A soaring performance thrills the ACT faithful

Canberra Times 8 Sep 2

Canberra Times
September 08, 2012
by Jenny Gall

Fairfax Theatre, National Gallery of Australia, Monday, September 3

The atmosphere at Selby and Friends Concerts in Canberra is unique. Intimate and warm in her approach to performance, Kathryn Selby has attracted an audience who behave like a large and respectful family, who thrill with a frisson of excitement at the prospect of each new program and each different ensemble of performers and who participate in active listening. These concerts are indeed a taste of chamber music at its best. Each musician introduces a particular work, giving the listener an insight into the personalities on stage as well as a personal interpretation of how the score is meant to sound.

Mahler’s Quartet movement in A minor for piano, violin, viola and cello was a perfect short opening piece for the ensemble, the piano stepping lightly into hearing, a phrase in the left hand curling upward to summon the entry of the strings. Julian Smiles’ cello has its own radiance complemented by the warmth of Elizabeth Layton’s violin and elegance of Glen Donnelly’s viola.

I had a nostalgic moment in the opening bars of Paul Stanhope’s signature work, My Song is Love Unknown with the pizzicato notes on the violin melting into the stepped dissonances – a flash of a reference to a melancholic gesture in Geoffrey Burgon’s score for the 1983 Brideshead Revisited TV series. In Stanhope’s work the gesture is extended into a shimmering texture interspersed with contrasting, urgent syncopated rhythmic passages.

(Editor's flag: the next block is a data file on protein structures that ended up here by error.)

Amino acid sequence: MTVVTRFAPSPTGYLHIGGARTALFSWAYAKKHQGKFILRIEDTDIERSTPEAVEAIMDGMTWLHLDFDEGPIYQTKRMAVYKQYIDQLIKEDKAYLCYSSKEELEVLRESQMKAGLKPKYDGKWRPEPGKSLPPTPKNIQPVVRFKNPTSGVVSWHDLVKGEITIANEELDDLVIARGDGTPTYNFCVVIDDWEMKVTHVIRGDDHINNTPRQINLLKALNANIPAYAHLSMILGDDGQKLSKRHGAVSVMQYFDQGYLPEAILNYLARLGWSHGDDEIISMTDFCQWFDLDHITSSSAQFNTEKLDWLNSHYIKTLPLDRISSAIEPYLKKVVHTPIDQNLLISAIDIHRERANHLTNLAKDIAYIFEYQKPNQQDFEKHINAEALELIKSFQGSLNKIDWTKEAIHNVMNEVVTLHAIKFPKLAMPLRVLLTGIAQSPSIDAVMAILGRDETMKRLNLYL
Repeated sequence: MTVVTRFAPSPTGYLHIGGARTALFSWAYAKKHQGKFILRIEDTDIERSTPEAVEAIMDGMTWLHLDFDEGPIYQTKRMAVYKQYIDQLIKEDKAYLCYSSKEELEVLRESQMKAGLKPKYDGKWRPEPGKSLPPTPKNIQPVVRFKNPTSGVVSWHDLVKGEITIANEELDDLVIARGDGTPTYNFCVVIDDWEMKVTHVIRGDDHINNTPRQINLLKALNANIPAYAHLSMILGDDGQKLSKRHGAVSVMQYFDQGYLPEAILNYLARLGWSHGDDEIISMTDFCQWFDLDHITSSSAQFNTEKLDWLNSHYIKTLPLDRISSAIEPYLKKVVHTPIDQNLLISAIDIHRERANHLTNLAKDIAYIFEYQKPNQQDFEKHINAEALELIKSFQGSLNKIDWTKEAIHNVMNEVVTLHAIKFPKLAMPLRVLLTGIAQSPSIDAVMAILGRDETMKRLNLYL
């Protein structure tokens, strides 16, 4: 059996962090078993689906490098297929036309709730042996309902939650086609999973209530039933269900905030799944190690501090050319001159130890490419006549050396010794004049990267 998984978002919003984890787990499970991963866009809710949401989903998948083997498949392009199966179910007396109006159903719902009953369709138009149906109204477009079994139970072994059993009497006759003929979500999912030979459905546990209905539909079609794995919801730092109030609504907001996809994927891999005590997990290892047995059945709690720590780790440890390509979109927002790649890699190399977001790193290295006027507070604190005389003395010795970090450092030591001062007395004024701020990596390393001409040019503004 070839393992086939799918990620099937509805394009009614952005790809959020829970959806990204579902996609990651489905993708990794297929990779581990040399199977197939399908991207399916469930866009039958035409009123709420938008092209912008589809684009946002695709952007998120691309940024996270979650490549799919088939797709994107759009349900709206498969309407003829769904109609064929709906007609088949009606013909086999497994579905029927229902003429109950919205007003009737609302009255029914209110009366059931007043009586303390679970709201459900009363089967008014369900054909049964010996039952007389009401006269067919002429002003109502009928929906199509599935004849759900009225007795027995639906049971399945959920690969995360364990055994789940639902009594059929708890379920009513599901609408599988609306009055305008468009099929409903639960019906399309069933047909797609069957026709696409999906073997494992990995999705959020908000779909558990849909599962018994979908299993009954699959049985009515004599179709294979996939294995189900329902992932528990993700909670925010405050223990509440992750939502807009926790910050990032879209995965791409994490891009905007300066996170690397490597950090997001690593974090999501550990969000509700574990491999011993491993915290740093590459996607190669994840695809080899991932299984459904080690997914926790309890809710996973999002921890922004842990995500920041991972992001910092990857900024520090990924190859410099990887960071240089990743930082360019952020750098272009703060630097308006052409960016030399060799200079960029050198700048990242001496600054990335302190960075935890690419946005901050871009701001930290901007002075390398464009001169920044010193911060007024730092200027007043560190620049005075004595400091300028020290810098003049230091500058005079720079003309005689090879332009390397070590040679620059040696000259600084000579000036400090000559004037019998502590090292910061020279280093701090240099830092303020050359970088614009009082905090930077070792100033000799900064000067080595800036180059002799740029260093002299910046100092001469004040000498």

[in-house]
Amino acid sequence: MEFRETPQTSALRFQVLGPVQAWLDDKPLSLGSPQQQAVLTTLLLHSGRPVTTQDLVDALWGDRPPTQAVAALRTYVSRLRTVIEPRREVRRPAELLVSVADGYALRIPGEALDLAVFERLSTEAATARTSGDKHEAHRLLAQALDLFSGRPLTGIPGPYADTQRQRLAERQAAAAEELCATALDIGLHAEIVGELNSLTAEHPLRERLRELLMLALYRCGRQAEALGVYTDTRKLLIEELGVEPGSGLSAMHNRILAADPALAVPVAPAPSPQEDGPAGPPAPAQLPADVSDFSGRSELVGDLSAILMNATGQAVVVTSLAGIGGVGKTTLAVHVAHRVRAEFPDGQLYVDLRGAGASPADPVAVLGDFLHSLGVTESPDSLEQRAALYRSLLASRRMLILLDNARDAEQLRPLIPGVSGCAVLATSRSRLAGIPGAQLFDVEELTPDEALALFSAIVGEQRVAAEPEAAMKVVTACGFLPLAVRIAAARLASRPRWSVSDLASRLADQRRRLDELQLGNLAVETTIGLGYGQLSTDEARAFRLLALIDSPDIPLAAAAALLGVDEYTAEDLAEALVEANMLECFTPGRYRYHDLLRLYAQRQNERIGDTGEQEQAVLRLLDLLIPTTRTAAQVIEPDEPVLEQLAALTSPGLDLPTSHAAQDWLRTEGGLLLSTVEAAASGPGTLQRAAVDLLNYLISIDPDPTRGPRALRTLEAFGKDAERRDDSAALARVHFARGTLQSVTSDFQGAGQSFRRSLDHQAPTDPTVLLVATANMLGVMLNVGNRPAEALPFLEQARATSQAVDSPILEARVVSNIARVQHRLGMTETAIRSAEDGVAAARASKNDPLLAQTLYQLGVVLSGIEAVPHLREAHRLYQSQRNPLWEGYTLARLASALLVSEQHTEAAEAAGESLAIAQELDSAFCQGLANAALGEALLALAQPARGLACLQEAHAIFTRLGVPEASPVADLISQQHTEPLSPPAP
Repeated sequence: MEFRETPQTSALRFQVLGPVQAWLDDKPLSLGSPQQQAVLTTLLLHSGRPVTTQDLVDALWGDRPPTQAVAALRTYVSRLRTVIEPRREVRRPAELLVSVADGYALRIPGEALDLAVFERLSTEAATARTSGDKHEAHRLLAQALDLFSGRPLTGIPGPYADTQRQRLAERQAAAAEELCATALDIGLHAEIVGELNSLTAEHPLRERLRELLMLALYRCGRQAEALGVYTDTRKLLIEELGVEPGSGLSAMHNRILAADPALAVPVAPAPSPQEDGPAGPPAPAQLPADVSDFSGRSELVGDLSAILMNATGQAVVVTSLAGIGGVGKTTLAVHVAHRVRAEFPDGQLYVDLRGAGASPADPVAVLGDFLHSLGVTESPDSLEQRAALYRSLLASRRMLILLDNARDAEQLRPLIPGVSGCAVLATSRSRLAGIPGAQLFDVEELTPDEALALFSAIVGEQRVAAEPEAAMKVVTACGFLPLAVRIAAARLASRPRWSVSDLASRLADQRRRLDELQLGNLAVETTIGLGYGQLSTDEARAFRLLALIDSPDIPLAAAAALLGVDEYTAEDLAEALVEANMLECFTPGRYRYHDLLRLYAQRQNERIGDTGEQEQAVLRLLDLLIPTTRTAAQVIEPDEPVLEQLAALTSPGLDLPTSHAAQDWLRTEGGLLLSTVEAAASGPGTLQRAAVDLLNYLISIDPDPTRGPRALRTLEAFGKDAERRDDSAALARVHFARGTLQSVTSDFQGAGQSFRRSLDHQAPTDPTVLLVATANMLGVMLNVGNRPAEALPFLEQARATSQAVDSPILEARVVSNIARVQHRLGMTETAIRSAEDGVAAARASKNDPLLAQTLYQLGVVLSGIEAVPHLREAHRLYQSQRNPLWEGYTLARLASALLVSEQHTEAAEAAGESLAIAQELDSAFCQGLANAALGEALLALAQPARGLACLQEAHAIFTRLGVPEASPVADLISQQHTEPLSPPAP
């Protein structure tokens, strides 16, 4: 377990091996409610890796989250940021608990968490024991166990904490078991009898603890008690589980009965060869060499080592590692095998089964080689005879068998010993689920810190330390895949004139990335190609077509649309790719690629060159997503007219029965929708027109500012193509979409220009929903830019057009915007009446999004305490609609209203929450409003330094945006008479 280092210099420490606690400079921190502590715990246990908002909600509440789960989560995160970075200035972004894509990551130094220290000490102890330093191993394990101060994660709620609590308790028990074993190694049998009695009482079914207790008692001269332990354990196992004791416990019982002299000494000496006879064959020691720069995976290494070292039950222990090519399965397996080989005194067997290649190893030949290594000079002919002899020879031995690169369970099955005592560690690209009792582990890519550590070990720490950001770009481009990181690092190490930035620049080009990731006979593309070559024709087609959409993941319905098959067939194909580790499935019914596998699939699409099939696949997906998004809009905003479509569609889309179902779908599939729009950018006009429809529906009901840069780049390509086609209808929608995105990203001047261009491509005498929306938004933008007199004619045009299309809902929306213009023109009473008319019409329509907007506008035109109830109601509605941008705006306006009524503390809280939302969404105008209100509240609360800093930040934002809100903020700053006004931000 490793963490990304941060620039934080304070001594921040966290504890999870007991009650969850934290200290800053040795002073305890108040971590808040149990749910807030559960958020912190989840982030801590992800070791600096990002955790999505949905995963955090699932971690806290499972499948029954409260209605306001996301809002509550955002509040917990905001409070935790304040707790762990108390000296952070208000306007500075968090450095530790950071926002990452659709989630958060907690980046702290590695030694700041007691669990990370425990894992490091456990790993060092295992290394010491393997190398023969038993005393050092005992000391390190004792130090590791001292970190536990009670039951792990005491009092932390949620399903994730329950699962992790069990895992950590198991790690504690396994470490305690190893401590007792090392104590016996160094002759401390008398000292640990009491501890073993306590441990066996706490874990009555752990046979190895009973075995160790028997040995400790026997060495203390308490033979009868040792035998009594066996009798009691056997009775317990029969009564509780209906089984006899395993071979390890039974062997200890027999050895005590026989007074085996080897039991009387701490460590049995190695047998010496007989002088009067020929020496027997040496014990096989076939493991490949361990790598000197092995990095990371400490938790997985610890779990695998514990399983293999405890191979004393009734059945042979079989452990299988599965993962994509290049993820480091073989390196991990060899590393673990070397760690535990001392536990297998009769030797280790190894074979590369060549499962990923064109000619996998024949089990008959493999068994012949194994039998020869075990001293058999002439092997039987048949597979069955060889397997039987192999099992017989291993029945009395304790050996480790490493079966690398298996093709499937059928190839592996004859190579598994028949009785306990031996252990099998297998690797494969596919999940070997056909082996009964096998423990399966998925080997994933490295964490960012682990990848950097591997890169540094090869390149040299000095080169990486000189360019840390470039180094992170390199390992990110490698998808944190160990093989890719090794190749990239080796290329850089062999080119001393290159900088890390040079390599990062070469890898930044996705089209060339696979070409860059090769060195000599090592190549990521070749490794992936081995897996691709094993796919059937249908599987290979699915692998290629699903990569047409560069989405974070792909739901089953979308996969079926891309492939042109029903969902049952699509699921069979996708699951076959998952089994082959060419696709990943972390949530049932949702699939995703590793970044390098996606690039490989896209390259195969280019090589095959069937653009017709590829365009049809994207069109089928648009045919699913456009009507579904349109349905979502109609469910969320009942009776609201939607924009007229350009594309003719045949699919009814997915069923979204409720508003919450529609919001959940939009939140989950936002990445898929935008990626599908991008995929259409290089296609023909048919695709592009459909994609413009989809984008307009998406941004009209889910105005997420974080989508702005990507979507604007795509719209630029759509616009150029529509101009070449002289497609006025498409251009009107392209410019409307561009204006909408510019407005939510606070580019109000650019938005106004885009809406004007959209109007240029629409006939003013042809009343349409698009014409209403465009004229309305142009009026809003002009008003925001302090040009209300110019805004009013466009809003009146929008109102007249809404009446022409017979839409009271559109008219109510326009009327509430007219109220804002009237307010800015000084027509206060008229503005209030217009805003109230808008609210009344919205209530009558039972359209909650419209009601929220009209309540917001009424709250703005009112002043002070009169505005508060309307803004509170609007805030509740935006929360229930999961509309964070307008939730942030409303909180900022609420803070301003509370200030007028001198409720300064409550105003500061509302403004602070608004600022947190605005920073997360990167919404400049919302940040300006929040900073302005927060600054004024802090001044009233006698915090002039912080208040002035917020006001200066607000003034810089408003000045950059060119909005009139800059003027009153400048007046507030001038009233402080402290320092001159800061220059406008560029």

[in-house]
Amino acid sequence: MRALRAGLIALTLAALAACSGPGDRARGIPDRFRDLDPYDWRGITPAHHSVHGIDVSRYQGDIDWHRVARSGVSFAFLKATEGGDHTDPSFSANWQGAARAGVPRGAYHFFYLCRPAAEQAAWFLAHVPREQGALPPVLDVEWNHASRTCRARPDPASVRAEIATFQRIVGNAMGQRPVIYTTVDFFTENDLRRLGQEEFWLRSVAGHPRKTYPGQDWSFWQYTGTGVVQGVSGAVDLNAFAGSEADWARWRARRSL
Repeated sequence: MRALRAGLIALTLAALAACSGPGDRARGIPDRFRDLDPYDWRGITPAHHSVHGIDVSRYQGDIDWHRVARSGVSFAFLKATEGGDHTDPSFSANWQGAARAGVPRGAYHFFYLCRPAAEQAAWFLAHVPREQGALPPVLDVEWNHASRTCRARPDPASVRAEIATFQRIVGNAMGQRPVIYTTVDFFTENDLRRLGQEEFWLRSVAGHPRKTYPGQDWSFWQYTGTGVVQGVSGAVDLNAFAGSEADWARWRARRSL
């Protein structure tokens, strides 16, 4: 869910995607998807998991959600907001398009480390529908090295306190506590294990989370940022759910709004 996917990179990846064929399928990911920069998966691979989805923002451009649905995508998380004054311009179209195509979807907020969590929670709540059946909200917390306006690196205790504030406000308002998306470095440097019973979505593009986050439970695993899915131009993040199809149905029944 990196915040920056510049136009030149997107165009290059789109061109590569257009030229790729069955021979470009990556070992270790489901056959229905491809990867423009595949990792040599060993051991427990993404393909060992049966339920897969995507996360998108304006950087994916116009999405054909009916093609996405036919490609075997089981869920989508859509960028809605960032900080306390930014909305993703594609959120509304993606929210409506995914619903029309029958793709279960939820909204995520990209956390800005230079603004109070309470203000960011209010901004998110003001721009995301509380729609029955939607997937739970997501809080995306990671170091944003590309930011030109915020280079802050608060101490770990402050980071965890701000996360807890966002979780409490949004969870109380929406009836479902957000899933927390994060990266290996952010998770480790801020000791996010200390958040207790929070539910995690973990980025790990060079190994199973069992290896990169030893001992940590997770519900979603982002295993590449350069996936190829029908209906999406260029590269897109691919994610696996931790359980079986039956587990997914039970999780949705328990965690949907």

Kathryn Selby’s exquisite touch heralded the opening phrases of Mozart’s Piano Quartet in E flat, K493. In the second movement, the mood of the piano was more coquettish, the strings supporting the melody with delicate entries, building into a smooth accompaniment. The fourth movement was a little looser than the preceding two, with some rougher edges, but a lively romping energy.

Anton Dvorak’s Quartet in E flat major, op 87 was a majestic work to select as the finale for the concert. With a powerful unison opening, the Allegro fuoco eased into a playful dance, the violin and viola exchanging conversational phrases. Leading into the Lento movement with a warm cello phrase, the piano followed, playing a hymn-like melody breathing between the interaction of the violin and viola. The final two movements held a carefully balanced rhythmic tension weaving a waltz melody through a tune reminiscent of Humoresque and a snatch of a yearning Yiddish phrase to finish with the opportunity for the viola to soar. One of Dvorak’s most satisfying chamber works, the Quartet in E flat lit up the evening.

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